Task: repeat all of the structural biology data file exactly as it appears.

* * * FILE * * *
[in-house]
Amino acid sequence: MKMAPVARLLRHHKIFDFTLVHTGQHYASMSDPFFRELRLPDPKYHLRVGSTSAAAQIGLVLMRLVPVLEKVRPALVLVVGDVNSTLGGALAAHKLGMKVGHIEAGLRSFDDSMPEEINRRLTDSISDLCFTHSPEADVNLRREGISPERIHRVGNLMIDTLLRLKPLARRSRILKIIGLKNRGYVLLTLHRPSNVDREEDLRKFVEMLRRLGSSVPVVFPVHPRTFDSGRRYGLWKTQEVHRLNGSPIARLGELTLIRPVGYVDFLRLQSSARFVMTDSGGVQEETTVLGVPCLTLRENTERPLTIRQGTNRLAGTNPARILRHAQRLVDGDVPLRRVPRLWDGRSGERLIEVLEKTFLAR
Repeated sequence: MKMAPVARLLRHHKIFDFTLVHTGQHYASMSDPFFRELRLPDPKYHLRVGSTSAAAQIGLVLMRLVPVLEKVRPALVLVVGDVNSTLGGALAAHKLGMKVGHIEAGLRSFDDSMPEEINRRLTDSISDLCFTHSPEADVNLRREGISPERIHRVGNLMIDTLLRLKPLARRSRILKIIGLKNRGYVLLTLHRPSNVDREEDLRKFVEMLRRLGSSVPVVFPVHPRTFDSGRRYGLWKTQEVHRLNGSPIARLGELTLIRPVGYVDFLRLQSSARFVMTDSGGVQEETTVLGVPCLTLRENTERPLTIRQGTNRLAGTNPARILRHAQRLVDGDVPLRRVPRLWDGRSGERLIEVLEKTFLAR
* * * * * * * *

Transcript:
[in-house]
Amino acid sequence: MKMAPVARLLRHHKIFDFTLVHTGQHYASMSDPFFRELRLPDPKYHLRVGSTSAAAQIGLVLMRLVPVLEKVRPALVLVVGDVNSTLGGALAAHKLGMKVGHIEAGLRSFDDSMPEEINRRLTDSISDLCFTHSPEADVNLRREGISPERIHRVGNLMIDTLLRLKPLARRSRILKIIGLKNRGYVLLTLHRPSNVDREEDLRKFVEMLRRLGSSVPVVFPVHPRTFDSGRRYGLWKTQEVHRLNGSPIARLGELTLIRPVGYVDFLRLQSSARFVMTDSGGVQEETTVLGVPCLTLRENTERPLTIRQGTNRLAGTNPARILRHAQRLVDGDVPLRRVPRLWDGRSGERLIEVLEKTFLAR
Repeated sequence: MKMAPVARLLRHHKIFDFTLVHTGQHYASMSDPFFRELRLPDPKYHLRVGSTSAAAQIGLVLMRLVPVLEKVRPALVLVVGDVNSTLGGALAAHKLGMKVGHIEAGLRSFDDSMPEEINRRLTDSISDLCFTHSPEADVNLRREGISPERIHRVGNLMIDTLLRLKPLARRSRILKIIGLKNRGYVLLTLHRPSNVDREEDLRKFVEMLRRLGSSVPVVFPVHPRTFDSGRRYGLWKTQEVHRLNGSPIARLGELTLIRPVGYVDFLRLQSSARFVMTDSGGVQEETTVLGVPCLTLRENTERPLTIRQGTNRLAGTNPARILRHAQRLVDGDVPLRRVPRLWDGRSGERLIEVLEKTFLAR